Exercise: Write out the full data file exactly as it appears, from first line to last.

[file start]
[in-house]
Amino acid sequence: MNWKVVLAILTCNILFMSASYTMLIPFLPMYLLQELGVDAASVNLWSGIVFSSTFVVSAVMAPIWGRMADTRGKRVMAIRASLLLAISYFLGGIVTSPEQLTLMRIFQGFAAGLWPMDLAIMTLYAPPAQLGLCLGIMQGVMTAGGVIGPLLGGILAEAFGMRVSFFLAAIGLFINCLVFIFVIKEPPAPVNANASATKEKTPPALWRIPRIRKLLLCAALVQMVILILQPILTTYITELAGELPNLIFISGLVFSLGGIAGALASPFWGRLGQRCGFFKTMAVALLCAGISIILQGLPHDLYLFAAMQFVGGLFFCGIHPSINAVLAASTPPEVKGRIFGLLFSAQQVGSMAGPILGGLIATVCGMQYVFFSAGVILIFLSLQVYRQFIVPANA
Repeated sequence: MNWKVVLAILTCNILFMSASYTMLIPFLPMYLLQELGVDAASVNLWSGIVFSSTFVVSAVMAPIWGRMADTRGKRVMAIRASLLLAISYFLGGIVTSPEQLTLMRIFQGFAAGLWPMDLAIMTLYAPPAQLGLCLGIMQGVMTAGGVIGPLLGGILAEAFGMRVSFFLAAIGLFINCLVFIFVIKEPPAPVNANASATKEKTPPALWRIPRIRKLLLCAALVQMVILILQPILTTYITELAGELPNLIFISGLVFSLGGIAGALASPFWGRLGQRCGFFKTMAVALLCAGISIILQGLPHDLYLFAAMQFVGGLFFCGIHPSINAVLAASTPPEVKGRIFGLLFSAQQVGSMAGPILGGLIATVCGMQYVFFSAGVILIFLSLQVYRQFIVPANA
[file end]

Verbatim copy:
[in-house]
Amino acid sequence: MNWKVVLAILTCNILFMSASYTMLIPFLPMYLLQELGVDAASVNLWSGIVFSSTFVVSAVMAPIWGRMADTRGKRVMAIRASLLLAISYFLGGIVTSPEQLTLMRIFQGFAAGLWPMDLAIMTLYAPPAQLGLCLGIMQGVMTAGGVIGPLLGGILAEAFGMRVSFFLAAIGLFINCLVFIFVIKEPPAPVNANASATKEKTPPALWRIPRIRKLLLCAALVQMVILILQPILTTYITELAGELPNLIFISGLVFSLGGIAGALASPFWGRLGQRCGFFKTMAVALLCAGISIILQGLPHDLYLFAAMQFVGGLFFCGIHPSINAVLAASTPPEVKGRIFGLLFSAQQVGSMAGPILGGLIATVCGMQYVFFSAGVILIFLSLQVYRQFIVPANA
Repeated sequence: MNWKVVLAILTCNILFMSASYTMLIPFLPMYLLQELGVDAASVNLWSGIVFSSTFVVSAVMAPIWGRMADTRGKRVMAIRASLLLAISYFLGGIVTSPEQLTLMRIFQGFAAGLWPMDLAIMTLYAPPAQLGLCLGIMQGVMTAGGVIGPLLGGILAEAFGMRVSFFLAAIGLFINCLVFIFVIKEPPAPVNANASATKEKTPPALWRIPRIRKLLLCAALVQMVILILQPILTTYITELAGELPNLIFISGLVFSLGGIAGALASPFWGRLGQRCGFFKTMAVALLCAGISIILQGLPHDLYLFAAMQFVGGLFFCGIHPSINAVLAASTPPEVKGRIFGLLFSAQQVGSMAGPILGGLIATVCGMQYVFFSAGVILIFLSLQVYRQFIVPANA